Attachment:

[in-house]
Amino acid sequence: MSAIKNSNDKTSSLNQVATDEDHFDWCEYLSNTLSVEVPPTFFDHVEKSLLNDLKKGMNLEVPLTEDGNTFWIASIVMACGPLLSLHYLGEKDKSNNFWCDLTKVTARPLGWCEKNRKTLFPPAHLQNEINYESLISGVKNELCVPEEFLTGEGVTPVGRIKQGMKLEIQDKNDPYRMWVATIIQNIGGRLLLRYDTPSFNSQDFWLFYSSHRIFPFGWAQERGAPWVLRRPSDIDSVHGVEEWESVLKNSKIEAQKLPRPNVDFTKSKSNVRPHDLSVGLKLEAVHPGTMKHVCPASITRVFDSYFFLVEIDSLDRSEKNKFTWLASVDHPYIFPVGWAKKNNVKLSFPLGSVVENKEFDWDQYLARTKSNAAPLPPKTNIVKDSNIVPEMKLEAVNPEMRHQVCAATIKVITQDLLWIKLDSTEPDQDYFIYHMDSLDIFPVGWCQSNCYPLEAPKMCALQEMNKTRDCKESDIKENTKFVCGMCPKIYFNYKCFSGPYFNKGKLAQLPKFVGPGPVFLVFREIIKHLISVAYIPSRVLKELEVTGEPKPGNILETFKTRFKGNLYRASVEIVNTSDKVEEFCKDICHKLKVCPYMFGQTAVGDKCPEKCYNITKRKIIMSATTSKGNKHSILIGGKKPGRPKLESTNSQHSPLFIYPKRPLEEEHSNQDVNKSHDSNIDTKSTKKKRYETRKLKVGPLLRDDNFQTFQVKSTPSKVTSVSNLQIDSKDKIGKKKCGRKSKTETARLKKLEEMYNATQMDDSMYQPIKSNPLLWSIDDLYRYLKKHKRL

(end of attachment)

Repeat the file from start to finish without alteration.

[in-house]
Amino acid sequence: MSAIKNSNDKTSSLNQVATDEDHFDWCEYLSNTLSVEVPPTFFDHVEKSLLNDLKKGMNLEVPLTEDGNTFWIASIVMACGPLLSLHYLGEKDKSNNFWCDLTKVTARPLGWCEKNRKTLFPPAHLQNEINYESLISGVKNELCVPEEFLTGEGVTPVGRIKQGMKLEIQDKNDPYRMWVATIIQNIGGRLLLRYDTPSFNSQDFWLFYSSHRIFPFGWAQERGAPWVLRRPSDIDSVHGVEEWESVLKNSKIEAQKLPRPNVDFTKSKSNVRPHDLSVGLKLEAVHPGTMKHVCPASITRVFDSYFFLVEIDSLDRSEKNKFTWLASVDHPYIFPVGWAKKNNVKLSFPLGSVVENKEFDWDQYLARTKSNAAPLPPKTNIVKDSNIVPEMKLEAVNPEMRHQVCAATIKVITQDLLWIKLDSTEPDQDYFIYHMDSLDIFPVGWCQSNCYPLEAPKMCALQEMNKTRDCKESDIKENTKFVCGMCPKIYFNYKCFSGPYFNKGKLAQLPKFVGPGPVFLVFREIIKHLISVAYIPSRVLKELEVTGEPKPGNILETFKTRFKGNLYRASVEIVNTSDKVEEFCKDICHKLKVCPYMFGQTAVGDKCPEKCYNITKRKIIMSATTSKGNKHSILIGGKKPGRPKLESTNSQHSPLFIYPKRPLEEEHSNQDVNKSHDSNIDTKSTKKKRYETRKLKVGPLLRDDNFQTFQVKSTPSKVTSVSNLQIDSKDKIGKKKCGRKSKTETARLKKLEEMYNATQMDDSMYQPIKSNPLLWSIDDLYRYLKKHKRL